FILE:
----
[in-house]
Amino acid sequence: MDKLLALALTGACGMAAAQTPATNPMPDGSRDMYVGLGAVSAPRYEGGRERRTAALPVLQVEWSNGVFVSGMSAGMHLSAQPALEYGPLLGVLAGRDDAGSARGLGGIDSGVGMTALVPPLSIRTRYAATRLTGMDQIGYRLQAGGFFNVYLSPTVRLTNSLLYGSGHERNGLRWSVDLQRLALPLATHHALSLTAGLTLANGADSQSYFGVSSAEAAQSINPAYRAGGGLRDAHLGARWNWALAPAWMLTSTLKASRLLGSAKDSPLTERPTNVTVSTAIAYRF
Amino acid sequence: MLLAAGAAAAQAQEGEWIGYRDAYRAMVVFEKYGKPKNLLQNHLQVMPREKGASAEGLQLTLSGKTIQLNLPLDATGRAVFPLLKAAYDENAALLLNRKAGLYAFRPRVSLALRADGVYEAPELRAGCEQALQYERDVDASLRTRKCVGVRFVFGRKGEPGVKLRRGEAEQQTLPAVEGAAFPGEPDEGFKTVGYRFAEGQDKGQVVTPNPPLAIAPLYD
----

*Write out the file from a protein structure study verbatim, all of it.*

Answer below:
[in-house]
Amino acid sequence: MDKLLALALTGACGMAAAQTPATNPMPDGSRDMYVGLGAVSAPRYEGGRERRTAALPVLQVEWSNGVFVSGMSAGMHLSAQPALEYGPLLGVLAGRDDAGSARGLGGIDSGVGMTALVPPLSIRTRYAATRLTGMDQIGYRLQAGGFFNVYLSPTVRLTNSLLYGSGHERNGLRWSVDLQRLALPLATHHALSLTAGLTLANGADSQSYFGVSSAEAAQSINPAYRAGGGLRDAHLGARWNWALAPAWMLTSTLKASRLLGSAKDSPLTERPTNVTVSTAIAYRF
Amino acid sequence: MLLAAGAAAAQAQEGEWIGYRDAYRAMVVFEKYGKPKNLLQNHLQVMPREKGASAEGLQLTLSGKTIQLNLPLDATGRAVFPLLKAAYDENAALLLNRKAGLYAFRPRVSLALRADGVYEAPELRAGCEQALQYERDVDASLRTRKCVGVRFVFGRKGEPGVKLRRGEAEQQTLPAVEGAAFPGEPDEGFKTVGYRFAEGQDKGQVVTPNPPLAIAPLYD